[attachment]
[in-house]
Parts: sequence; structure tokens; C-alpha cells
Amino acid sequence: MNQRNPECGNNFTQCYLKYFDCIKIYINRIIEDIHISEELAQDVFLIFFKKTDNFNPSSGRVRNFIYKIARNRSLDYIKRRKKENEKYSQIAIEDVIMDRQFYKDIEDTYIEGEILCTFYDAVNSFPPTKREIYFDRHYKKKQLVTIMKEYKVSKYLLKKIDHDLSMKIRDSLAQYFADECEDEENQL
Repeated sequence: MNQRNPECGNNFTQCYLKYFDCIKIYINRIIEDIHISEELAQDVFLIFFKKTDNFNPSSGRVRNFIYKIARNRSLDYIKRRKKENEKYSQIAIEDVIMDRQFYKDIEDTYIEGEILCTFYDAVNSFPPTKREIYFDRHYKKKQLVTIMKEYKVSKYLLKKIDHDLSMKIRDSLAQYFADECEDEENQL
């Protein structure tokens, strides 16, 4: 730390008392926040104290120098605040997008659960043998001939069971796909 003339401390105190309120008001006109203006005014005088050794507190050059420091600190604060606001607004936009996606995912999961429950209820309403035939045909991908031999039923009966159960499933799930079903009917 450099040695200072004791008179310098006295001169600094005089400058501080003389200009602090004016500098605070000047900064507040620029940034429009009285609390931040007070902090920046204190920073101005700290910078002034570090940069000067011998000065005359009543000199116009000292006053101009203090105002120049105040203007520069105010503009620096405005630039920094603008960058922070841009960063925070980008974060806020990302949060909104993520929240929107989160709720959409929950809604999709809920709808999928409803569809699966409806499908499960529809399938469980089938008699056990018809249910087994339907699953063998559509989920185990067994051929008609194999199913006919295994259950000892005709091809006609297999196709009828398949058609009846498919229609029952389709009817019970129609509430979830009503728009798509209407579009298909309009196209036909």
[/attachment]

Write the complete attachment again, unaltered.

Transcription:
[in-house]
Parts: sequence; structure tokens; C-alpha cells
Amino acid sequence: MNQRNPECGNNFTQCYLKYFDCIKIYINRIIEDIHISEELAQDVFLIFFKKTDNFNPSSGRVRNFIYKIARNRSLDYIKRRKKENEKYSQIAIEDVIMDRQFYKDIEDTYIEGEILCTFYDAVNSFPPTKREIYFDRHYKKKQLVTIMKEYKVSKYLLKKIDHDLSMKIRDSLAQYFADECEDEENQL
Repeated sequence: MNQRNPECGNNFTQCYLKYFDCIKIYINRIIEDIHISEELAQDVFLIFFKKTDNFNPSSGRVRNFIYKIARNRSLDYIKRRKKENEKYSQIAIEDVIMDRQFYKDIEDTYIEGEILCTFYDAVNSFPPTKREIYFDRHYKKKQLVTIMKEYKVSKYLLKKIDHDLSMKIRDSLAQYFADECEDEENQL
């Protein structure tokens, strides 16, 4: 730390008392926040104290120098605040997008659960043998001939069971796909 003339401390105190309120008001006109203006005014005088050794507190050059420091600190604060606001607004936009996606995912999961429950209820309403035939045909991908031999039923009966159960499933799930079903009917 450099040695200072004791008179310098006295001169600094005089400058501080003389200009602090004016500098605070000047900064507040620029940034429009009285609390931040007070902090920046204190920073101005700290910078002034570090940069000067011998000065005359009543000199116009000292006053101009203090105002120049105040203007520069105010503009620096405005630039920094603008960058922070841009960063925070980008974060806020990302949060909104993520929240929107989160709720959409929950809604999709809920709808999928409803569809699966409806499908499960529809399938469980089938008699056990018809249910087994339907699953063998559509989920185990067994051929008609194999199913006919295994259950000892005709091809006609297999196709009828398949058609009846498919229609029952389709009817019970129609509430979830009503728009798509209407579009298909309009196209036909």